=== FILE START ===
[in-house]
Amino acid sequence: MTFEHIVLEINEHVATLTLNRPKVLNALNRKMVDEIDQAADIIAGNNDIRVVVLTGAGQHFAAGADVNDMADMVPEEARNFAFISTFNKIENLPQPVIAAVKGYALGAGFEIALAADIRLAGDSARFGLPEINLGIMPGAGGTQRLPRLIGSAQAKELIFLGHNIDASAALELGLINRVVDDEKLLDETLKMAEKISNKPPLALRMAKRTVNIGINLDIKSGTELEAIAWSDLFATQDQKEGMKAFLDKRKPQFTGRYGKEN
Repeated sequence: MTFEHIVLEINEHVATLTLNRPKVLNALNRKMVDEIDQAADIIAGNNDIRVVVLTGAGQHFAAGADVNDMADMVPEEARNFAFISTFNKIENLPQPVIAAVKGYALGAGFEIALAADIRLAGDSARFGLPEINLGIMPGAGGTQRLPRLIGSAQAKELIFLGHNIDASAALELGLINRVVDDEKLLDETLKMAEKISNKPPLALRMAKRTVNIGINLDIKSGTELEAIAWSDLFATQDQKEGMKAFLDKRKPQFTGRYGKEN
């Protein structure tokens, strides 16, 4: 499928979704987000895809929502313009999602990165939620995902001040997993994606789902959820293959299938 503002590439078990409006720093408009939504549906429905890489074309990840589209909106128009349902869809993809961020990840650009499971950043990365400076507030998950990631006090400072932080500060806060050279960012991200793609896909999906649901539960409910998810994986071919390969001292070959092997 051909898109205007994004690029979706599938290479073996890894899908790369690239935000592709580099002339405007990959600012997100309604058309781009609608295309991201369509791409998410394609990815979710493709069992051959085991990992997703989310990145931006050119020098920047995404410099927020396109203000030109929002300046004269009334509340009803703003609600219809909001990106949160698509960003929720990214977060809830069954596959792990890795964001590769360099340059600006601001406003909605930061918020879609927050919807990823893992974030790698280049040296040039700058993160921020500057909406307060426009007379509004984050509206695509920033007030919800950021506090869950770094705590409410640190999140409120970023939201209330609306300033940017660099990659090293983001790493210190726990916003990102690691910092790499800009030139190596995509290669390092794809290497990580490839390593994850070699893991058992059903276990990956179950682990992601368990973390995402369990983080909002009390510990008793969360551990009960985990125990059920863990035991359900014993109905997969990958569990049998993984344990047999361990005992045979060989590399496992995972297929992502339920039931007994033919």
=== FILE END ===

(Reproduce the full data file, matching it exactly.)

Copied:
[in-house]
Amino acid sequence: MTFEHIVLEINEHVATLTLNRPKVLNALNRKMVDEIDQAADIIAGNNDIRVVVLTGAGQHFAAGADVNDMADMVPEEARNFAFISTFNKIENLPQPVIAAVKGYALGAGFEIALAADIRLAGDSARFGLPEINLGIMPGAGGTQRLPRLIGSAQAKELIFLGHNIDASAALELGLINRVVDDEKLLDETLKMAEKISNKPPLALRMAKRTVNIGINLDIKSGTELEAIAWSDLFATQDQKEGMKAFLDKRKPQFTGRYGKEN
Repeated sequence: MTFEHIVLEINEHVATLTLNRPKVLNALNRKMVDEIDQAADIIAGNNDIRVVVLTGAGQHFAAGADVNDMADMVPEEARNFAFISTFNKIENLPQPVIAAVKGYALGAGFEIALAADIRLAGDSARFGLPEINLGIMPGAGGTQRLPRLIGSAQAKELIFLGHNIDASAALELGLINRVVDDEKLLDETLKMAEKISNKPPLALRMAKRTVNIGINLDIKSGTELEAIAWSDLFATQDQKEGMKAFLDKRKPQFTGRYGKEN
């Protein structure tokens, strides 16, 4: 499928979704987000895809929502313009999602990165939620995902001040997993994606789902959820293959299938 503002590439078990409006720093408009939504549906429905890489074309990840589209909106128009349902869809993809961020990840650009499971950043990365400076507030998950990631006090400072932080500060806060050279960012991200793609896909999906649901539960409910998810994986071919390969001292070959092997 051909898109205007994004690029979706599938290479073996890894899908790369690239935000592709580099002339405007990959600012997100309604058309781009609608295309991201369509791409998410394609990815979710493709069992051959085991990992997703989310990145931006050119020098920047995404410099927020396109203000030109929002300046004269009334509340009803703003609600219809909001990106949160698509960003929720990214977060809830069954596959792990890795964001590769360099340059600006601001406003909605930061918020879609927050919807990823893992974030790698280049040296040039700058993160921020500057909406307060426009007379509004984050509206695509920033007030919800950021506090869950770094705590409410640190999140409120970023939201209330609306300033940017660099990659090293983001790493210190726990916003990102690691910092790499800009030139190596995509290669390092794809290497990580490839390593994850070699893991058992059903276990990956179950682990992601368990973390995402369990983080909002009390510990008793969360551990009960985990125990059920863990035991359900014993109905997969990958569990049998993984344990047999361990005992045979060989590399496992995972297929992502339920039931007994033919």